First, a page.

Violence in the sense of "doing injury" may in fact be immoral, but in each instance the morality/immorality must be argued. A particular war may in fact be immoral. It does not follow from the definition of violence that it is necessarily so. The morality or immorality of violence in such instances needs further argument.

The Causes Of Violence

Arguments about the morality of violent actions will be greatly influenced by one's conclusions on the causes of violence. Three sorts of explanation have been offered. The first asserts that violent actions flow from human nature itself. Humans are by nature aggressive animals and the best that can be done is to control their aggression by external means. There is no internal cure. A second theory will maintain that the human is completely determined by environment. In the right environment any human would be pacific. In the wrong environment any one of us becomes beastly. In this view violence can be cured. The problem is to find and create the environment that will eliminate it. A third view will hold that violence is the result of human freedom. If it were possible to convince humans that violence is never a rational course to follow, then human violence would cease to be a factor in human history.(3)

Augustine's explanation of violence comes closest to the third approach though he is not as sanguine about the possibilities as some of its proponents. It is true that the human being is free, but it is a wounded freedom. By and large humans are responsible for their history. They choose to be what they are and to do what they do. However they also are flawed (Augustine calls them "cracked pots") and it is this "crackedness" that leads to the sometimes perversity of their choices. Humans are not corrupt by nature but they have been wounded and this woundedness is the real cause of the extraordinary amount of violence in human history.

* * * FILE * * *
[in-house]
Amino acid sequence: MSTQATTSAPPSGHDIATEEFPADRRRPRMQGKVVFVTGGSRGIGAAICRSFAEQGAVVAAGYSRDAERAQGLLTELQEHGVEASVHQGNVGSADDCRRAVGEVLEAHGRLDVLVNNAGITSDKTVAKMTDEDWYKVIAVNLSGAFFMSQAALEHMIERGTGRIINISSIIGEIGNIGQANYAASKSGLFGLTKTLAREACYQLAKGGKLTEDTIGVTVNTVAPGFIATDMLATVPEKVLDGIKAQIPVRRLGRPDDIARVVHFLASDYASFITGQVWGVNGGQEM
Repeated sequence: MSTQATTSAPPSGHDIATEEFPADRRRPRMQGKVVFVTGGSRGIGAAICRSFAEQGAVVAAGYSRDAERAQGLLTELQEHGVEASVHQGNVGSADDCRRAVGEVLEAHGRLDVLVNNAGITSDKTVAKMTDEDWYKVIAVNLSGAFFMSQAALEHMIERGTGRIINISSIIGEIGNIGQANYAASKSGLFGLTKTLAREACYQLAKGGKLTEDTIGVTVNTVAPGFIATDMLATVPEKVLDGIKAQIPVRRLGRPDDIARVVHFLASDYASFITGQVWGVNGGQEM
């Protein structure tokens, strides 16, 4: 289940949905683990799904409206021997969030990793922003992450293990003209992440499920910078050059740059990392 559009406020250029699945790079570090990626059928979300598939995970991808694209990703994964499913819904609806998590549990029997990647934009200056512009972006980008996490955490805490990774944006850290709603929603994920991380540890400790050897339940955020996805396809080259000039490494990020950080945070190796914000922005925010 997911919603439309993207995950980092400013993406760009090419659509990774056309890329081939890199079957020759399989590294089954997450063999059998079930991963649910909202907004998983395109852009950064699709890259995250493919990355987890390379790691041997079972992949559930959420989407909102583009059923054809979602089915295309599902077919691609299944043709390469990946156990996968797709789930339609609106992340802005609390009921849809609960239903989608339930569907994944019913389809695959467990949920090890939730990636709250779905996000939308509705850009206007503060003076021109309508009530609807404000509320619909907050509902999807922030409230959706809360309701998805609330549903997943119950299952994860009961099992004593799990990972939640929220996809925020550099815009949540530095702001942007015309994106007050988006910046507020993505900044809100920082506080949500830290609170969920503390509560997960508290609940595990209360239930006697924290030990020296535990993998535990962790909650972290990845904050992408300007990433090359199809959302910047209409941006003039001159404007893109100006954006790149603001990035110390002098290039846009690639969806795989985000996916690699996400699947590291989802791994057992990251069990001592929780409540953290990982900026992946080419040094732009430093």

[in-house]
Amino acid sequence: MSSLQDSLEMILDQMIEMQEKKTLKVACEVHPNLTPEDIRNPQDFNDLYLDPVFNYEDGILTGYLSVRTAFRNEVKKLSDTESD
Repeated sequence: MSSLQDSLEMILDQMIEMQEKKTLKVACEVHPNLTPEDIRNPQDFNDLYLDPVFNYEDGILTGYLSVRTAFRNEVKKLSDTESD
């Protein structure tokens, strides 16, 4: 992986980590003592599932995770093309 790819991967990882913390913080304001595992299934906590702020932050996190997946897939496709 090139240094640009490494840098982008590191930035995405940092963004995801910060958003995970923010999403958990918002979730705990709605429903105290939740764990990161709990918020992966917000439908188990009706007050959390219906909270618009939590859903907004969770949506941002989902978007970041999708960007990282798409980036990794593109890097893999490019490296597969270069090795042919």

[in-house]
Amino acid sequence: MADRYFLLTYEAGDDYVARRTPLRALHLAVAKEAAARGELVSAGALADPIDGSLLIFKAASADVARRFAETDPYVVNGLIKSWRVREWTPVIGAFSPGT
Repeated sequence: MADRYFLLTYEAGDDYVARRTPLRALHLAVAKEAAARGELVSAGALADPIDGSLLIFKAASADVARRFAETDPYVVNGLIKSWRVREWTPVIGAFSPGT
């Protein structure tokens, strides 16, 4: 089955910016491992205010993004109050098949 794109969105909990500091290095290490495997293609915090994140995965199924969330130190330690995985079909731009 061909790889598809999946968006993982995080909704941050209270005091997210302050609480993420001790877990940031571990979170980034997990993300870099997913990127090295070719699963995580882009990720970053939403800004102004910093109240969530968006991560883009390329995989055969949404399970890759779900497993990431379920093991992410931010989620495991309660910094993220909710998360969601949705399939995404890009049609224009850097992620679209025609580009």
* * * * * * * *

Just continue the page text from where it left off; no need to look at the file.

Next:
Humans are able to choose but in fact there is often a disorder in their choice. It manifests itself in three ways. In its first form disordered choice causes humans to choose the things of this world over God Himself. In fact humans are caught in the middle of this actual world. They are less than God but are better than the rest of material creation. In their spirit they have a natural tendency to ascend to God. In their matter they have a tendency to be attached to the everyday world of material goods. An unwounded humanity would have been able resolve this opposition, but as it is humans often find themselves at odds with themselves.

The second expression of disordered choice has to do with method. We humans have become so self-centered that now we tend to choose even truly good things in selfish ways. Our selfish attitudes endanger even our most noble actions. When we fall in love with another human we must strain to truly make our love dedicated to the loved one and not to ourselves. When we enjoy the good things of this life it is difficult to avoid making them the "end all and be all" of our existence. Sometimes we reach for the things we enjoy with no thought of the needs of others. We are choosing true goods but in a selfish way. Such selfish desire is disordered even when the good desired is the highest possible good. Certainly to wish to possess God while hoping that no one else possesses Him is the choice of a sick and wounded will.

A third manifestation of disordered choice has to do with method also. In the second form of disordered choice discussed above true goods were chosen but in a selfish way. In this third form true goods are sought by improper means. Thus, it is certainly a good to preserve one's life, but this will not justify any and all means. I may not save myself by committing an injustice against another human. I may not save my life by blaspheming God. In Augustine's view the methods of waging war were as relevant to moral decisions about war as were the reasons for declaring it. A noble end will never justify perverse means.